The Moral Foundations of Politics
Yale, , Prof. Ian Shapiro
Added to favorite list
Updated On 02 Feb, 19
Information and Housekeeping - Natural Law Roots of the Social Contract Tradition - Origins of Classical Utilitarianism - Classical Utilitarianism and Distributive Justice - From Classical to Neoclassical Utilitarianism - The Neoclassical Synthesis of Rights and Utility - Limits of the Neoclassical Synthesis - The Marxian Challenge - Marx's Theory of Capitalism - Marxian Exploitation and Distributive Justice - The Marxian Failure and Legacy - Appropriating Locke Today - Rights as Side Constraints and the Minimal State - Compensation versus Redistribution - The Rawlsian Social Contract - Distributive Justice and the Welfare State - The "Political-not-Metaphysical" Legacy - The Burkean Outlook - Democracy and Majority Rule - Democratic Justice: Theory,Applications
4.1 ( 11 )
Moral Foundations of Politics (PLSC 118)
John Stuart Mills synthesis rights and utility follows naturally in the vein of neoclassical utilitarianism, and it attempts to compensate for many of the shortcomings of Benthams classical utilitarianism. In the end, it turns out to be a doctrine that does not look very similar to Benthams at all. An important component of Mills doctrine is his harm principle, which states that the only purpose for which one can interfere with the liberty of action of another individual is self-protection. He also emphasizes free speech because he believes that through the process of argument, one can arrive at truth, which amounts to utility for society. A significant departure from the early Enlightenment, Mill believes in fallibility, and his philosophy of science closely resembles the modern conception. However, there seems to be inconsistency in his application of his libertarian theory where he seems to ignore some types of harm to others. Professor Shapiro reconciles for this by advocating a different, two-step reading of Mill.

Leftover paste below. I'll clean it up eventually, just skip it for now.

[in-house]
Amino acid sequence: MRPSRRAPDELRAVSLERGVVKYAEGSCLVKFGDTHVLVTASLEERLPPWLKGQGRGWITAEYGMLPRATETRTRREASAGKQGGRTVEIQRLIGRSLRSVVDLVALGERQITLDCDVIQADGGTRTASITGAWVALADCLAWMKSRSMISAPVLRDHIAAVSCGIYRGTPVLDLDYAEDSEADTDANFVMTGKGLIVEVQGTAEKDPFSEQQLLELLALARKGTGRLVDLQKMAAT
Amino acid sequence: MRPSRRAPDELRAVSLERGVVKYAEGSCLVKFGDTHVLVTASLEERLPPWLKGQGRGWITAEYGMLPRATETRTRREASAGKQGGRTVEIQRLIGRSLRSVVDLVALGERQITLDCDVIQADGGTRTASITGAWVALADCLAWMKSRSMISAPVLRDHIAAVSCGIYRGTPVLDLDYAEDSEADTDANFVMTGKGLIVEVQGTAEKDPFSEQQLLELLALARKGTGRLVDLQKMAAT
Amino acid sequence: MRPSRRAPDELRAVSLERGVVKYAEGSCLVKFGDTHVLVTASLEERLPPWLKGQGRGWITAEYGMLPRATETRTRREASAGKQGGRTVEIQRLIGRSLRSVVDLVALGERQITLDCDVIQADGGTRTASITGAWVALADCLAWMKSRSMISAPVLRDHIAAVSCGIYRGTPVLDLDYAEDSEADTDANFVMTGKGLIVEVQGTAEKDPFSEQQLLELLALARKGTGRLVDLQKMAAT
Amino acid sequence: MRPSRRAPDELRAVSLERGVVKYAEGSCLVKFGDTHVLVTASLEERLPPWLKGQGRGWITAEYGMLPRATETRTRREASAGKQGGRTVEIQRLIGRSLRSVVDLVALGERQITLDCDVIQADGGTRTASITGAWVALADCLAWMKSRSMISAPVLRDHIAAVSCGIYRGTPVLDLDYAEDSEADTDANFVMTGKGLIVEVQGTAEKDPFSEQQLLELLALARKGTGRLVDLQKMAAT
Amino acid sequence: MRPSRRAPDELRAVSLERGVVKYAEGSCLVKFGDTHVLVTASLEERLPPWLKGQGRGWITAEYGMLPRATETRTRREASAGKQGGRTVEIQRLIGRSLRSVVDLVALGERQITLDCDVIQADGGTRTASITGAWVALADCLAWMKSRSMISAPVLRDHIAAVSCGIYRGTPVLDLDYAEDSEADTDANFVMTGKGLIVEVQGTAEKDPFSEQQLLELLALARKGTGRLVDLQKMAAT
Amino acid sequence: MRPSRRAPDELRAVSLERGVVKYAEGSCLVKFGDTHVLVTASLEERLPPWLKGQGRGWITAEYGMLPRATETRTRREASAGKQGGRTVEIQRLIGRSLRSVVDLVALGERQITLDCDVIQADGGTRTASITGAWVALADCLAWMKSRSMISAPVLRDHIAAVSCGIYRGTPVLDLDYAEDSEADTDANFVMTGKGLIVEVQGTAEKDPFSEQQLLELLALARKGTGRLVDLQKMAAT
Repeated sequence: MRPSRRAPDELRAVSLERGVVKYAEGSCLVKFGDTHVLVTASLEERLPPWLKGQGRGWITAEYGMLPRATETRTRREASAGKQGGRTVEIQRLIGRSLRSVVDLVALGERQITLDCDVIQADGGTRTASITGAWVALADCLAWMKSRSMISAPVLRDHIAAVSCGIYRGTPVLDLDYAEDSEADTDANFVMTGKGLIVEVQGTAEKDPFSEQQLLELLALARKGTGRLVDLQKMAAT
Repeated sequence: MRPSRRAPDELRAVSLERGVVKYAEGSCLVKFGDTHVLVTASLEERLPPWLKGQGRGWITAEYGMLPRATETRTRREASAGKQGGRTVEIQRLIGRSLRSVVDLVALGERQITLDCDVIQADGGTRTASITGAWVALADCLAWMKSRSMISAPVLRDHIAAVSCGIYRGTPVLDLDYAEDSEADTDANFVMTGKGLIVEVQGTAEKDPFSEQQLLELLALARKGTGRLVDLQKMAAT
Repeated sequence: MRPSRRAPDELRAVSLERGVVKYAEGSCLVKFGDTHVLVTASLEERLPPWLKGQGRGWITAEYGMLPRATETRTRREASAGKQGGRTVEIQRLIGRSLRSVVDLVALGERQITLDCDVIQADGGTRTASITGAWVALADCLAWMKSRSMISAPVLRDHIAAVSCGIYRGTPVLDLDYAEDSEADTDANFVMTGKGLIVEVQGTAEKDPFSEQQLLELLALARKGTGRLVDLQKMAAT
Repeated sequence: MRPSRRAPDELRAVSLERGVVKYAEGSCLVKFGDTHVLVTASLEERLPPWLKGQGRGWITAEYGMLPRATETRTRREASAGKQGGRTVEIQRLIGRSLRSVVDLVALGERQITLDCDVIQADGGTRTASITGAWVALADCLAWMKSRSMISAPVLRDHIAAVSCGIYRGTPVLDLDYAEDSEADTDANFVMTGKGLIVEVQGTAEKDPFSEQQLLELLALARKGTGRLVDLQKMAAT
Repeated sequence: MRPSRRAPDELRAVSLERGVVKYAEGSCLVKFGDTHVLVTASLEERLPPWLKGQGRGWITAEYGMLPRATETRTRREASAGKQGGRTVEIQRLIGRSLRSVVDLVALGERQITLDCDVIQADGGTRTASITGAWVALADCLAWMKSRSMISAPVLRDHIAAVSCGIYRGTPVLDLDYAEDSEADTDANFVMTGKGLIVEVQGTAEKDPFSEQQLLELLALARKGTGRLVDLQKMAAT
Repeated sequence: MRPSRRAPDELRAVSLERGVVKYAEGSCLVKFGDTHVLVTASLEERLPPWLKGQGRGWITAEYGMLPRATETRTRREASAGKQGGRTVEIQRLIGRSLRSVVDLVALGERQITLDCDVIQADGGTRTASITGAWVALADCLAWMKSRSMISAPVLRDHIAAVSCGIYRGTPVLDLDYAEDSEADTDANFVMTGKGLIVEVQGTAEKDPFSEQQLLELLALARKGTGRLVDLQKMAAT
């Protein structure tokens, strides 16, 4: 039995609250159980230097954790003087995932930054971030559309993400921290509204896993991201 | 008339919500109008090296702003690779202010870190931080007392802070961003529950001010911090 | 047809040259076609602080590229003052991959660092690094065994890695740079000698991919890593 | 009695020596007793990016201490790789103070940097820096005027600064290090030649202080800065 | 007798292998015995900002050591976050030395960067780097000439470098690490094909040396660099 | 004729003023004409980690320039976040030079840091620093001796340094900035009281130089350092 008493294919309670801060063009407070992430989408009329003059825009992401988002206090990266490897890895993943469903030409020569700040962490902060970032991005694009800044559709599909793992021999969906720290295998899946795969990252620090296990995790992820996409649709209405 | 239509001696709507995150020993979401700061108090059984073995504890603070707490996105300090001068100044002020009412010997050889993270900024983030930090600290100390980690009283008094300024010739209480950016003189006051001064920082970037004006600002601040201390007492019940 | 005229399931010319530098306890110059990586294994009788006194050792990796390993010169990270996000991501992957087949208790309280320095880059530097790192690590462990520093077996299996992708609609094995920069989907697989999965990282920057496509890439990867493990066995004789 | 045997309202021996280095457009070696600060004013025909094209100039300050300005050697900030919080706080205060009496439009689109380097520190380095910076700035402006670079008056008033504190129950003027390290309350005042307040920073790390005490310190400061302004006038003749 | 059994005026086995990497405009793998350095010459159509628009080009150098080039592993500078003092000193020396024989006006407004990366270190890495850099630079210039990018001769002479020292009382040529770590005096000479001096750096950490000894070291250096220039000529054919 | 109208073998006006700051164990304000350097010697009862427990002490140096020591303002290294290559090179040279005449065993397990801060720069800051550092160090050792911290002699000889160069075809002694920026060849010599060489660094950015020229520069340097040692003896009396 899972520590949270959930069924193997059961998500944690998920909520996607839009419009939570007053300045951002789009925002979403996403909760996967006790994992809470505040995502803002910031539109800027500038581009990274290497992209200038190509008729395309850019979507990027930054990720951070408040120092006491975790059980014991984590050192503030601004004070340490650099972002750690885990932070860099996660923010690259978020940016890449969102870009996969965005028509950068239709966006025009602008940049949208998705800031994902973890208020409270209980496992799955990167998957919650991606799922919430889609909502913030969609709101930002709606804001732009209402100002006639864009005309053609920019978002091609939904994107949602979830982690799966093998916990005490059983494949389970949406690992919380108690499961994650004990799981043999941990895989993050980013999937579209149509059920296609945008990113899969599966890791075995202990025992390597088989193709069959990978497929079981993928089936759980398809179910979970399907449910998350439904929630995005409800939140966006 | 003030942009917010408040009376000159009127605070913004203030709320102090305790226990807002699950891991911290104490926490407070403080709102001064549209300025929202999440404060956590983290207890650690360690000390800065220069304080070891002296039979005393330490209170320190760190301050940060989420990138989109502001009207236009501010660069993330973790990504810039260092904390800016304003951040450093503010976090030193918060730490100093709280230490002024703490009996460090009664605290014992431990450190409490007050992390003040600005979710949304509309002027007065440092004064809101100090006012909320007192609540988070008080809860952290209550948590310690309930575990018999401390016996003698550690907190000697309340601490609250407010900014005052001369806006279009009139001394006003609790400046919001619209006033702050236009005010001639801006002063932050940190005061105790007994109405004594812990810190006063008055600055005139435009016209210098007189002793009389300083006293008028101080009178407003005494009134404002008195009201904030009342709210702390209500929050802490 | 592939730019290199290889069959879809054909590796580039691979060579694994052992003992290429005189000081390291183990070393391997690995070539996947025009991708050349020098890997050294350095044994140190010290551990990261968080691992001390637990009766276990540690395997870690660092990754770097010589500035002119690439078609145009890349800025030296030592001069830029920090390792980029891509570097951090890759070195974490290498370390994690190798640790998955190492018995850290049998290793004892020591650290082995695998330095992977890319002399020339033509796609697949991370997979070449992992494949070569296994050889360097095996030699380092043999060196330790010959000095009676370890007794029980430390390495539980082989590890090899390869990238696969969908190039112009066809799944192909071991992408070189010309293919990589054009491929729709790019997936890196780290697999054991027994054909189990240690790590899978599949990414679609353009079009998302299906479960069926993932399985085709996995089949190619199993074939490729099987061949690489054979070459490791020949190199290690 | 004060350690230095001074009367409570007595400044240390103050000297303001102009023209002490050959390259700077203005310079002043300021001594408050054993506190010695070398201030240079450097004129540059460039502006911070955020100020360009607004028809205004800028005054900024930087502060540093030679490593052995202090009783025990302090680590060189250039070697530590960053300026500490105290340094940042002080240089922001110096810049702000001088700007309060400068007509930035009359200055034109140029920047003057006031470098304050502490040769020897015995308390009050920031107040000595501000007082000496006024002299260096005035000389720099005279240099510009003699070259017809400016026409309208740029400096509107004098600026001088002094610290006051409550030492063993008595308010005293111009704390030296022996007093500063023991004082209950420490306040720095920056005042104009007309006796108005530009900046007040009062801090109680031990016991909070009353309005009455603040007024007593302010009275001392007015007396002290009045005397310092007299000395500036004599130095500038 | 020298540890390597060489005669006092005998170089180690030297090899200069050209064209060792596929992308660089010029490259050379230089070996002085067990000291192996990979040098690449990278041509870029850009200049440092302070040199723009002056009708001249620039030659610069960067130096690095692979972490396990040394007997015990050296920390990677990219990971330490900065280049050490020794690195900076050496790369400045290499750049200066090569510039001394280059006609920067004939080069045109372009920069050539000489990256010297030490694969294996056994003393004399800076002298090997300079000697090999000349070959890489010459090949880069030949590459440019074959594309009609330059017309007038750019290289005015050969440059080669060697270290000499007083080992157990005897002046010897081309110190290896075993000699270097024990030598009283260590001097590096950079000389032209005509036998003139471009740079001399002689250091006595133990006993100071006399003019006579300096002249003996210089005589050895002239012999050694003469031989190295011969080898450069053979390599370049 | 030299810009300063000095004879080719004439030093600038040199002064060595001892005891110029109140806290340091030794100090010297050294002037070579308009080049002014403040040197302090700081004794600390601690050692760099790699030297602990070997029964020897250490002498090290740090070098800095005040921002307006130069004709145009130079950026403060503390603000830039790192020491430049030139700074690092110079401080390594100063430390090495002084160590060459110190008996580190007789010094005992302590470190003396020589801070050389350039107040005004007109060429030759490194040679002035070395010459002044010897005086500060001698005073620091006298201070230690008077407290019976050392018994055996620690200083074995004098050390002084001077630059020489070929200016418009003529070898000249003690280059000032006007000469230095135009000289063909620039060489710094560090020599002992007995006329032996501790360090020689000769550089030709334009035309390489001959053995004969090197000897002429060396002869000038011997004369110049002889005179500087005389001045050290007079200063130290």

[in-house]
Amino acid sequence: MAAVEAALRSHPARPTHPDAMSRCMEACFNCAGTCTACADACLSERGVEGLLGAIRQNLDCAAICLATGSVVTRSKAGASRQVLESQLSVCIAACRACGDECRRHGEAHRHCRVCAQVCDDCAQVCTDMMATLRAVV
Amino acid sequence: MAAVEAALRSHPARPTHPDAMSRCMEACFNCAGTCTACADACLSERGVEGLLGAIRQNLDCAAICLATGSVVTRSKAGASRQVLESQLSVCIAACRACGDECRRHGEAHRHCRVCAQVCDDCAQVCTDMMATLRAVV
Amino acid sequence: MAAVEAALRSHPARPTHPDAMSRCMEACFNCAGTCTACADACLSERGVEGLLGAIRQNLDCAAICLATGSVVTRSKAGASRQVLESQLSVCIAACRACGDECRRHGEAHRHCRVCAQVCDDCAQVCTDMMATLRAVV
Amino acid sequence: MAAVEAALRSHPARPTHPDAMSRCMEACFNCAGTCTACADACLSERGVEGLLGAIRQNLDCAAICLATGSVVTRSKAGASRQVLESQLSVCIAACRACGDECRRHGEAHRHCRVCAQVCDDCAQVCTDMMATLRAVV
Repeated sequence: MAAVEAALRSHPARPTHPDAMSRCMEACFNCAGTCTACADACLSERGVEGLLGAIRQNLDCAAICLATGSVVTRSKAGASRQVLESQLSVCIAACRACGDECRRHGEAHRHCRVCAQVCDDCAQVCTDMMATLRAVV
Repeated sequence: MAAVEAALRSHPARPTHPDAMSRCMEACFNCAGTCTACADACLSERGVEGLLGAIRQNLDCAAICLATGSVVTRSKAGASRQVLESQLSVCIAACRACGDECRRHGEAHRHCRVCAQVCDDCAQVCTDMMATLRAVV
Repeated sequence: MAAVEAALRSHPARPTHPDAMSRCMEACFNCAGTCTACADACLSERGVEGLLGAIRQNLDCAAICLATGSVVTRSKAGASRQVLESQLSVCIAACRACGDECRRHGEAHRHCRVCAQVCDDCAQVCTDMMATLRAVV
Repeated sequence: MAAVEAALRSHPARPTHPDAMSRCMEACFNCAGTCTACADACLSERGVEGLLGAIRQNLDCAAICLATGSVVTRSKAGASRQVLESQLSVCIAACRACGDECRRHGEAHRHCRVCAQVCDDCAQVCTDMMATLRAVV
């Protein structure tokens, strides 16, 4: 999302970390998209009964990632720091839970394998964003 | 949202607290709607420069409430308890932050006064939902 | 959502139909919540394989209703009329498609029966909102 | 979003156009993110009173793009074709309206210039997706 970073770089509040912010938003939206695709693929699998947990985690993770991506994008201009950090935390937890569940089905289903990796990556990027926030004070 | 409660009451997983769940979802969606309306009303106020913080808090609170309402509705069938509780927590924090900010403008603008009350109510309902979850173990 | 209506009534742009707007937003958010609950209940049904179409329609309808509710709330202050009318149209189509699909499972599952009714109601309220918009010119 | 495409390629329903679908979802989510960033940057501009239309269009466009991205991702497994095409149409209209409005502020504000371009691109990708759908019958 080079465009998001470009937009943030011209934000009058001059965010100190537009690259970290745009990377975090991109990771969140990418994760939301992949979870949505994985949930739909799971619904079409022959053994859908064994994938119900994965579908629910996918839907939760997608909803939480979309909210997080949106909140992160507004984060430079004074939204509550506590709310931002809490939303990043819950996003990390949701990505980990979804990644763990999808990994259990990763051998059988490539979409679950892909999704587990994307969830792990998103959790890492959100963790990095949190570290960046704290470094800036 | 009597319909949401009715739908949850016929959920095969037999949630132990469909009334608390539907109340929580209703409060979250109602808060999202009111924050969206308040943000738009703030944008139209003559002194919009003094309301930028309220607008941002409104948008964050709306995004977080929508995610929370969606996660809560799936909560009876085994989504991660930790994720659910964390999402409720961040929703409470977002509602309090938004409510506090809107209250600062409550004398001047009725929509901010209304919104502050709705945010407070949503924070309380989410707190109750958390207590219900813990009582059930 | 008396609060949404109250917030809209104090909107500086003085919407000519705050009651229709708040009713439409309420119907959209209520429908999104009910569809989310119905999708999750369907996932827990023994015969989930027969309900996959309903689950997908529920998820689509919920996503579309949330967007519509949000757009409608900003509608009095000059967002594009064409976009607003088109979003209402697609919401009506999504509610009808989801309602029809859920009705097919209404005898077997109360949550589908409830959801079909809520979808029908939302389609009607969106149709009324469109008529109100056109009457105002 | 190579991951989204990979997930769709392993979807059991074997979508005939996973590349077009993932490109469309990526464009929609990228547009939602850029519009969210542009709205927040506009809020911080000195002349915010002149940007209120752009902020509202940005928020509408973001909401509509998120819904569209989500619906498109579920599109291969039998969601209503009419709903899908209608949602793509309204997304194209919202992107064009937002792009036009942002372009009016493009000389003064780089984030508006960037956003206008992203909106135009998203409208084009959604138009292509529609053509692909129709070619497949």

Complete course materials are available at the Open Yale Courses website httpopen.yale.educourses
This course was recorded in Spring 2010.
Sep 12, 2018
Excellent course helped me understand topic that i couldn't while attendinfg my college.
March 29, 2019
Great course. Thank you very much.